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Hamzić, Vanja (2013) On Muslim Sexual and Gender Diversity and Lifeworlds beyond Legal Form. In: Law, Religion and LGBT Rights, July 2013, Brunel Law School, Brunel University. (Unpublished)

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The proposition of this brief intervention is threefold. Firstly, it attempts to underscore the value of historical analyses of Islamic law and the past Muslim polities for our present-day understanding of the various Muslim social and legal discourses on sexual and gender diversity. This is particularly important in the wake, in numerous contemporary Muslim communities, of an essentially neo-Victorian propriety dressed in ostensibly ‘Islamic’ legal and moral principles. Secondly, along with many other researches of Muslim sexual and gender diversity, the author of this paper is deeply conscious of the effects of a particular kind of neoliberal discourse, whose appropriation of certain universalising legal categories of sexual and gendered human subjectivity serves its newly found purpose to re-colonise and adapt to the novel forms of capitalist exploitation various locale-specific sexually diverse and gender-variant Muslim communities. In response to this tendency, this paper suggests that we need to critically interrogate the form of law as such in the neoliberal project, both in its purportedly ‘Islamic’ and ‘secular’ emanations, and try to see beyond its omnipresent veil. Thirdly and lastly, what the paper proposes we might see when the veil of neoliberal legal form is removed, in various contemporary local contexts, is what the author calls 'insurrectionary vernacular knowledge' – that is, locale-specific epistemologies of, for example, Muslim sexually diverse and gender-variant communities in Pakistan about the self, law and religion which may in many ways interact with various broader narratives, including those of their respective nation-state, the nominal Islamic school of law or even the ‘universal’ human rights, but which still crucially retain a host of idiosyncratic, inassimilable traits and qualities. The paper argues that a sustained engagement with this kind of dissentious knowledge, which is consistent with the ‘culture of dissent’ in Islamic law sui generis, can reveal some hitherto unchartered pathways for thinking and embracing sexual and gender diversity in Muslim contexts.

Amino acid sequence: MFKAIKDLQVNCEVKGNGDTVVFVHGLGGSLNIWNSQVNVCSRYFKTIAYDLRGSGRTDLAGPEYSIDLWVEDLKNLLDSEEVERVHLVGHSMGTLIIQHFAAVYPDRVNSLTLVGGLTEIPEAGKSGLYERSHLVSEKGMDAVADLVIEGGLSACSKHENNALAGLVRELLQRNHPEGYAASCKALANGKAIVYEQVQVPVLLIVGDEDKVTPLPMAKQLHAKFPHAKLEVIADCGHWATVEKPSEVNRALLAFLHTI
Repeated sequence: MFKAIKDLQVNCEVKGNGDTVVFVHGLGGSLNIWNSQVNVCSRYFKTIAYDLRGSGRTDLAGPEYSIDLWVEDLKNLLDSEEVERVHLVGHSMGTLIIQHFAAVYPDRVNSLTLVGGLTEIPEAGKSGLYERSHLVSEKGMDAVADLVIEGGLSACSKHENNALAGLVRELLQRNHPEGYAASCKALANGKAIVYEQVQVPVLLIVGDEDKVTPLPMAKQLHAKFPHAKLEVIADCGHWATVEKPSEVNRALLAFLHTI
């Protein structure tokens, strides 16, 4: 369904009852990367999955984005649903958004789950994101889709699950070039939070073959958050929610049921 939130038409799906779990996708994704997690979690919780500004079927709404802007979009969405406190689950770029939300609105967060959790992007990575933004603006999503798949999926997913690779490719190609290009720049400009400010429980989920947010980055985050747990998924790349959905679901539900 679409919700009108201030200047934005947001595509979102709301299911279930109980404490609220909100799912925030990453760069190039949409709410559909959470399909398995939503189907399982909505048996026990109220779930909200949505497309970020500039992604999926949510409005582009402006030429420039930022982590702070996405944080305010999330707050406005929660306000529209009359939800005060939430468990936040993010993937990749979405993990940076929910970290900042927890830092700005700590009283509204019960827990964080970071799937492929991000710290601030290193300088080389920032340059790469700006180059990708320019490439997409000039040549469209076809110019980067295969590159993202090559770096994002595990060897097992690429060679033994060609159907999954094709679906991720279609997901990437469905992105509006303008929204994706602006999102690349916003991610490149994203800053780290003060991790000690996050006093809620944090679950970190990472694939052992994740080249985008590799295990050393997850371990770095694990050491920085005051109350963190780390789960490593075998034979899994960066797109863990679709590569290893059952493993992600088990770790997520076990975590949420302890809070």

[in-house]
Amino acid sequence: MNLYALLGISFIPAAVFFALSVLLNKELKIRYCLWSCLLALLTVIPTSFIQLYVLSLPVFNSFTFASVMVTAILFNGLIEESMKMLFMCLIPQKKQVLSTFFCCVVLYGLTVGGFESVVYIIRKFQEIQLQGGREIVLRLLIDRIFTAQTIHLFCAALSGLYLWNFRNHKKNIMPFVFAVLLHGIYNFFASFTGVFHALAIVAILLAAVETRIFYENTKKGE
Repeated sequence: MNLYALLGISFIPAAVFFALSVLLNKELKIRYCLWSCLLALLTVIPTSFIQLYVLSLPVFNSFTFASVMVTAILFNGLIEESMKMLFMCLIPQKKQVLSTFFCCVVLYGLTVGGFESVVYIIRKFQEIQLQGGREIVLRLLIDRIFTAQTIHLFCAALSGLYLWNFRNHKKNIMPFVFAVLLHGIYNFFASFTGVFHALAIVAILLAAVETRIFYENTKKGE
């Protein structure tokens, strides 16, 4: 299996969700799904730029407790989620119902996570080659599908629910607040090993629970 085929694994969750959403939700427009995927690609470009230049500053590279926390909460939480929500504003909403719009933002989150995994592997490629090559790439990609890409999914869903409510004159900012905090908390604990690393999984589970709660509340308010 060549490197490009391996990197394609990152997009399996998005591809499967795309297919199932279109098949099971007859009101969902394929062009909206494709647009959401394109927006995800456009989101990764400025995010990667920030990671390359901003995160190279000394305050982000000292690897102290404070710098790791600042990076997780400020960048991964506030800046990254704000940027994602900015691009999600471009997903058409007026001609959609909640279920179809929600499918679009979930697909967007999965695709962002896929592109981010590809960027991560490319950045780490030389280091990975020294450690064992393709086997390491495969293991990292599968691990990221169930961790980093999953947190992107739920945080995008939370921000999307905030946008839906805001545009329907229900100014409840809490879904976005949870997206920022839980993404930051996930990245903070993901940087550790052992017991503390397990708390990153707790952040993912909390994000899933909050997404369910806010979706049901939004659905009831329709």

Item Type: Conference or Workshop Items (Paper)
Keywords: Islamic Law, Marxism, Gender, Sexuality
SOAS Departments & Centres: Legacy Departments > Faculty of Law and Social Sciences > School of Law
School Research Centres > Centre of Islamic and Middle Eastern Law
Departments and Subunits > School of Law
Subjects: B Philosophy. Psychology. Religion > B Philosophy (General)
H Social Sciences > HN Social history and conditions. Social problems. Social reform
H Social Sciences > HT Communities. Classes. Races
K Law > KB Religious Law in General > KBP Islamic Law
K Law > KL Asia and Eurasia, Africa, Pacific Area, and Antarctica
Date Deposited: 04 Sep 2013 08:43

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